Dolled up and rocking darker hair, Ani boards the bus. This vehicle should lead to a pivotal moment for True Detective. Ray and Paul trail from behind until eventually arriving. In all black clothes with his gun drawn, Ray tackles someone on the outskirts of the party. Inside is Ani, walking with other prostitutes to meet the affections of nicely suited rich men. I wish True Detective would have devoted its last 20 minutes or so entirely to this wavelength, but an equal amount of time is dedicated to Frank. Even with Vince Vaughn commanding Frank’s persona, his scenes sometimes have the tendency to stifle the show’s forward trajectory.
When Frank and his goons go to a meeting spot, they see a savagely murdered girl. The Mexican criminals he’s partnering with claim she was working with the police, hence her violent demise. Frank chalks the crime up as senseless and unnecessary. Back to the party. Ani canvasses the area before a dizzy sensation overtakes her. Did she swallow any of those drugs? While feeling dazed, one of the rich men scoops her up. Ani grabs a knife in preparation of their encounter.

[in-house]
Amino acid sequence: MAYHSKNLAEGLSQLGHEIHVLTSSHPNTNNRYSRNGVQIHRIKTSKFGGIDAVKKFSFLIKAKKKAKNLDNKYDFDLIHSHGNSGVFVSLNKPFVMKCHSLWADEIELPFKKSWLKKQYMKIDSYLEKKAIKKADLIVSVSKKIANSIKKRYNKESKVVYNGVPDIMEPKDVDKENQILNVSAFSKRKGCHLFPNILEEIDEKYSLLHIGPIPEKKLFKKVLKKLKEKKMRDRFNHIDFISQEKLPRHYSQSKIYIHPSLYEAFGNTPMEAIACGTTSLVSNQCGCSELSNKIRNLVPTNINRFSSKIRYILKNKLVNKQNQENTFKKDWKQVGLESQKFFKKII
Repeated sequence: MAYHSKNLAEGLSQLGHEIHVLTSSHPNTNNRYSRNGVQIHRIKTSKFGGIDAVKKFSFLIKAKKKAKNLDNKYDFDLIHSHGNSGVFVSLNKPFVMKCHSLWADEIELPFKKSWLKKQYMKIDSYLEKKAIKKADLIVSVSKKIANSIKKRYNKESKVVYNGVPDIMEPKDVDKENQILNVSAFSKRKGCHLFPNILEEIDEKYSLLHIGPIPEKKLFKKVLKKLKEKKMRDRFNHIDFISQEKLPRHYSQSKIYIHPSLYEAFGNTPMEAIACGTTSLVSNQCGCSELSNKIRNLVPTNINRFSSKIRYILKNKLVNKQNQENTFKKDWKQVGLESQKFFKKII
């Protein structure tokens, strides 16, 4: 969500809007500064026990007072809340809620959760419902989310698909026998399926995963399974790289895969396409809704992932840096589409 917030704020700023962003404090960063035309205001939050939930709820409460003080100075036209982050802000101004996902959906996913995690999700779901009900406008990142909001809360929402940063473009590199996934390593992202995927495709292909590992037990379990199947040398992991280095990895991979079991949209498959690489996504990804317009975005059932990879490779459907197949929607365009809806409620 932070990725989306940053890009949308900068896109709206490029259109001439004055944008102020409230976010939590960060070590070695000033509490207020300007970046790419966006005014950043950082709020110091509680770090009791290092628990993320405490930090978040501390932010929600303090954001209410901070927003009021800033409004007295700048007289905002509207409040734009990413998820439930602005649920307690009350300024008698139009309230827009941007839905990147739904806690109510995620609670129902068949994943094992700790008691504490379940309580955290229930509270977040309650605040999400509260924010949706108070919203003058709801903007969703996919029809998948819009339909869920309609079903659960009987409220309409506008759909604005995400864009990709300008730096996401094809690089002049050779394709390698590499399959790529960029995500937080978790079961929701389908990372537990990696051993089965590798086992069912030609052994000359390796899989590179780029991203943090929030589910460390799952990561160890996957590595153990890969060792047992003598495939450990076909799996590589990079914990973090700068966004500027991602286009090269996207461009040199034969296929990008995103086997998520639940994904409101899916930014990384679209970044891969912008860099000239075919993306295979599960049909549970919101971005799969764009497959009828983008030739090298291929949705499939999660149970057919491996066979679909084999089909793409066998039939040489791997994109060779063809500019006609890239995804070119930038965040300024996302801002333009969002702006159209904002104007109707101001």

Ray and Paul continue their work on the outside. Does this house, this party, hold critical answers to True Detective? We can only dream. Paul quietly breaks into the house as Ani walks through a ubiquitous orgy. The level of danger in this house is made blatant. Ani, Ray, or Paul could be easily killed and hidden. Even so, rich guys banging prostitutes isn’t exactly masked psychopaths producing snuff films, so the ultimate degree of depravity isn’t obvious.
In the midst of her daze, Ani sees one of the missing girls. This implies a clear human trafficking situation. On the way out of the party, Ani stabs a john. She’s then strangled by a security member who also gets stabbed in the process. Ani manages to meet up with Paul as they’re pursued by men with serious weaponry. They dodge fire before Ray swoops them up in his car. Bonus points for an epic escape. True Detective‘s sixth episode didn’t match its fifth, but we ended in a necessary direction. Ani was lucky to leave that party with her life, and there’s only two episodes left for us to reach a conclusion.